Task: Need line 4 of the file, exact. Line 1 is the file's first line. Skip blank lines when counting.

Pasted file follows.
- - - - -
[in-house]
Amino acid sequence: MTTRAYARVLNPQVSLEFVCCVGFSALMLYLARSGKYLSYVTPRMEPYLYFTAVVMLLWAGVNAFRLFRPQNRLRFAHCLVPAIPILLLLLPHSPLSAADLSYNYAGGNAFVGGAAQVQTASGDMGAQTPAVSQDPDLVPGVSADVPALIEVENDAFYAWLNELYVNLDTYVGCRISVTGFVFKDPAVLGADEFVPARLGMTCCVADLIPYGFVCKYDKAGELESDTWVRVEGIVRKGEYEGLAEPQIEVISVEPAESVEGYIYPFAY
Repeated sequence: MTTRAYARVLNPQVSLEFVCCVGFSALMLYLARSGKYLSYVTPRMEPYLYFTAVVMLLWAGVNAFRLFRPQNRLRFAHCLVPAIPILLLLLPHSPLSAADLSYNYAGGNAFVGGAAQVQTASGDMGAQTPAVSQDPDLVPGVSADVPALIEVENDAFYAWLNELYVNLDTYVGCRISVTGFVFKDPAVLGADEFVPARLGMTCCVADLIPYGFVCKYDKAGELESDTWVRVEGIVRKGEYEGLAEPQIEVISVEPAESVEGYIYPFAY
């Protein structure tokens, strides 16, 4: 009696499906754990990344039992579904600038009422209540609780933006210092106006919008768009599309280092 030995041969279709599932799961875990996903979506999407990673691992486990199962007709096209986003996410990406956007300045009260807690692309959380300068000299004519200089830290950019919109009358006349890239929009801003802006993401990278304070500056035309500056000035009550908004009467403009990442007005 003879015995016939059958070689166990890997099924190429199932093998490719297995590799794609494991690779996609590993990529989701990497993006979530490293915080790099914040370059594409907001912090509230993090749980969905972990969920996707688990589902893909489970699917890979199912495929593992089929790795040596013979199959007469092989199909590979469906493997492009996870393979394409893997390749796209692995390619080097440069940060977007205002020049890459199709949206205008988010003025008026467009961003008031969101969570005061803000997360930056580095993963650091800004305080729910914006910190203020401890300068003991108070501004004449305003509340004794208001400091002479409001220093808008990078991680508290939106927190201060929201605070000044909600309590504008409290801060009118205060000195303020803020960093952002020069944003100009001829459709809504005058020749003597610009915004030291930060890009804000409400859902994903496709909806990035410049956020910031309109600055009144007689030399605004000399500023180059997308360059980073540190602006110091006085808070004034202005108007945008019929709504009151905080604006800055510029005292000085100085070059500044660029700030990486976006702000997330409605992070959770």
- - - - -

């Protein structure tokens, strides 16, 4: 009696499906754990990344039992579904600038009422209540609780933006210092106006919008768009599309280092 030995041969279709599932799961875990996903979506999407990673691992486990199962007709096209986003996410990406956007300045009260807690692309959380300068000299004519200089830290950019919109009358006349890239929009801003802006993401990278304070500056035309500056000035009550908004009467403009990442007005 003879015995016939059958070689166990890997099924190429199932093998490719297995590799794609494991690779996609590993990529989701990497993006979530490293915080790099914040370059594409907001912090509230993090749980969905972990969920996707688990589902893909489970699917890979199912495929593992089929790795040596013979199959007469092989199909590979469906493997492009996870393979394409893997390749796209692995390619080097440069940060977007205002020049890459199709949206205008988010003025008026467009961003008031969101969570005061803000997360930056580095993963650091800004305080729910914006910190203020401890300068003991108070501004004449305003509340004794208001400091002479409001220093808008990078991680508290939106927190201060929201605070000044909600309590504008409290801060009118205060000195303020803020960093952002020069944003100009001829459709809504005058020749003597610009915004030291930060890009804000409400859902994903496709909806990035410049956020910031309109600055009144007689030399605004000399500023180059997308360059980073540190602006110091006085808070004034202005108007945008019929709504009151905080604006800055510029005292000085100085070059500044660029700030990486976006702000997330409605992070959770």